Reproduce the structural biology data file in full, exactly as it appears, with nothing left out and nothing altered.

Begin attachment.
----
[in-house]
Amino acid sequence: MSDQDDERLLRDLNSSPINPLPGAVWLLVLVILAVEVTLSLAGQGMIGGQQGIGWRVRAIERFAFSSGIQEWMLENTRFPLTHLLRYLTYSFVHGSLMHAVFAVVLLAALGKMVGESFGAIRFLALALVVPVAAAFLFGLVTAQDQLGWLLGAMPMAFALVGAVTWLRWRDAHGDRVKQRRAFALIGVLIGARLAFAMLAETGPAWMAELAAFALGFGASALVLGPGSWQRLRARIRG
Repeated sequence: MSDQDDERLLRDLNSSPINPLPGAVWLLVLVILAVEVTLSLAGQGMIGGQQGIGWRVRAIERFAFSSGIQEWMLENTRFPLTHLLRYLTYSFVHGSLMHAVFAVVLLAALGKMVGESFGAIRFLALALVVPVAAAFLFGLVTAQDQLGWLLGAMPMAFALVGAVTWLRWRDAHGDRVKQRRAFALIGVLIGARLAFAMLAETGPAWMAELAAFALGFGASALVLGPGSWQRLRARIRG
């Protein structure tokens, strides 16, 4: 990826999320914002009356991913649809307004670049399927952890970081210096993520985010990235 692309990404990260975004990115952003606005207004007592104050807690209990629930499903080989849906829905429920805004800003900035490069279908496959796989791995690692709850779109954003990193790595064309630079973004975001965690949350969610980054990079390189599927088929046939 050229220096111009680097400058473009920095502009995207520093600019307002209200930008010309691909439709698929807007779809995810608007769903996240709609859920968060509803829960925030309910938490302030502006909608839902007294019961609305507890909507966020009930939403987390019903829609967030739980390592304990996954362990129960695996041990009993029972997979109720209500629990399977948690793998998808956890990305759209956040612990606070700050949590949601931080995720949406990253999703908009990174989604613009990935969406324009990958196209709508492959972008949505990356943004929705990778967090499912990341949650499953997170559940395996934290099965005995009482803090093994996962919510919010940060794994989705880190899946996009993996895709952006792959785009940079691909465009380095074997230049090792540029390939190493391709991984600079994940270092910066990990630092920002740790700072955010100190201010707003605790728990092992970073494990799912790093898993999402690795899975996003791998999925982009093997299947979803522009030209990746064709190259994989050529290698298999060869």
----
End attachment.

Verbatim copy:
[in-house]
Amino acid sequence: MSDQDDERLLRDLNSSPINPLPGAVWLLVLVILAVEVTLSLAGQGMIGGQQGIGWRVRAIERFAFSSGIQEWMLENTRFPLTHLLRYLTYSFVHGSLMHAVFAVVLLAALGKMVGESFGAIRFLALALVVPVAAAFLFGLVTAQDQLGWLLGAMPMAFALVGAVTWLRWRDAHGDRVKQRRAFALIGVLIGARLAFAMLAETGPAWMAELAAFALGFGASALVLGPGSWQRLRARIRG
Repeated sequence: MSDQDDERLLRDLNSSPINPLPGAVWLLVLVILAVEVTLSLAGQGMIGGQQGIGWRVRAIERFAFSSGIQEWMLENTRFPLTHLLRYLTYSFVHGSLMHAVFAVVLLAALGKMVGESFGAIRFLALALVVPVAAAFLFGLVTAQDQLGWLLGAMPMAFALVGAVTWLRWRDAHGDRVKQRRAFALIGVLIGARLAFAMLAETGPAWMAELAAFALGFGASALVLGPGSWQRLRARIRG
């Protein structure tokens, strides 16, 4: 990826999320914002009356991913649809307004670049399927952890970081210096993520985010990235 692309990404990260975004990115952003606005207004007592104050807690209990629930499903080989849906829905429920805004800003900035490069279908496959796989791995690692709850779109954003990193790595064309630079973004975001965690949350969610980054990079390189599927088929046939 050229220096111009680097400058473009920095502009995207520093600019307002209200930008010309691909439709698929807007779809995810608007769903996240709609859920968060509803829960925030309910938490302030502006909608839902007294019961609305507890909507966020009930939403987390019903829609967030739980390592304990996954362990129960695996041990009993029972997979109720209500629990399977948690793998998808956890990305759209956040612990606070700050949590949601931080995720949406990253999703908009990174989604613009990935969406324009990958196209709508492959972008949505990356943004929705990778967090499912990341949650499953997170559940395996934290099965005995009482803090093994996962919510919010940060794994989705880190899946996009993996895709952006792959785009940079691909465009380095074997230049090792540029390939190493391709991984600079994940270092910066990990630092920002740790700072955010100190201010707003605790728990092992970073494990799912790093898993999402690795899975996003791998999925982009093997299947979803522009030209990746064709190259994989050529290698298999060869």